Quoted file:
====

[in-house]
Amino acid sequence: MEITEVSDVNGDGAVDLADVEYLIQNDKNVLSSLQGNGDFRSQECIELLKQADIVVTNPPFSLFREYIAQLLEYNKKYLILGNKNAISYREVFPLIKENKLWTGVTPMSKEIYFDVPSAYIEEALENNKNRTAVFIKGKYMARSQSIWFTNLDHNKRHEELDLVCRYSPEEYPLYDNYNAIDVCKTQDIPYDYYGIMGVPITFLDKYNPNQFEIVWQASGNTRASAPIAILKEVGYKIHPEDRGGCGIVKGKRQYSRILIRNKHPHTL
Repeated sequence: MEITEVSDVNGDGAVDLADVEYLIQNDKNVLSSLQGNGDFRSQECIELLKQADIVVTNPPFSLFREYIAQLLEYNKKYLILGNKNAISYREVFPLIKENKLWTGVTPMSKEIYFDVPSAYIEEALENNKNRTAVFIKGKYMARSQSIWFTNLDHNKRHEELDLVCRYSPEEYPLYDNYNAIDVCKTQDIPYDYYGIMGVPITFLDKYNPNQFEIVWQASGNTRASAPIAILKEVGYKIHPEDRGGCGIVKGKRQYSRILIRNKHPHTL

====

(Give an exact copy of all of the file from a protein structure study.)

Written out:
[in-house]
Amino acid sequence: MEITEVSDVNGDGAVDLADVEYLIQNDKNVLSSLQGNGDFRSQECIELLKQADIVVTNPPFSLFREYIAQLLEYNKKYLILGNKNAISYREVFPLIKENKLWTGVTPMSKEIYFDVPSAYIEEALENNKNRTAVFIKGKYMARSQSIWFTNLDHNKRHEELDLVCRYSPEEYPLYDNYNAIDVCKTQDIPYDYYGIMGVPITFLDKYNPNQFEIVWQASGNTRASAPIAILKEVGYKIHPEDRGGCGIVKGKRQYSRILIRNKHPHTL
Repeated sequence: MEITEVSDVNGDGAVDLADVEYLIQNDKNVLSSLQGNGDFRSQECIELLKQADIVVTNPPFSLFREYIAQLLEYNKKYLILGNKNAISYREVFPLIKENKLWTGVTPMSKEIYFDVPSAYIEEALENNKNRTAVFIKGKYMARSQSIWFTNLDHNKRHEELDLVCRYSPEEYPLYDNYNAIDVCKTQDIPYDYYGIMGVPITFLDKYNPNQFEIVWQASGNTRASAPIAILKEVGYKIHPEDRGGCGIVKGKRQYSRILIRNKHPHTL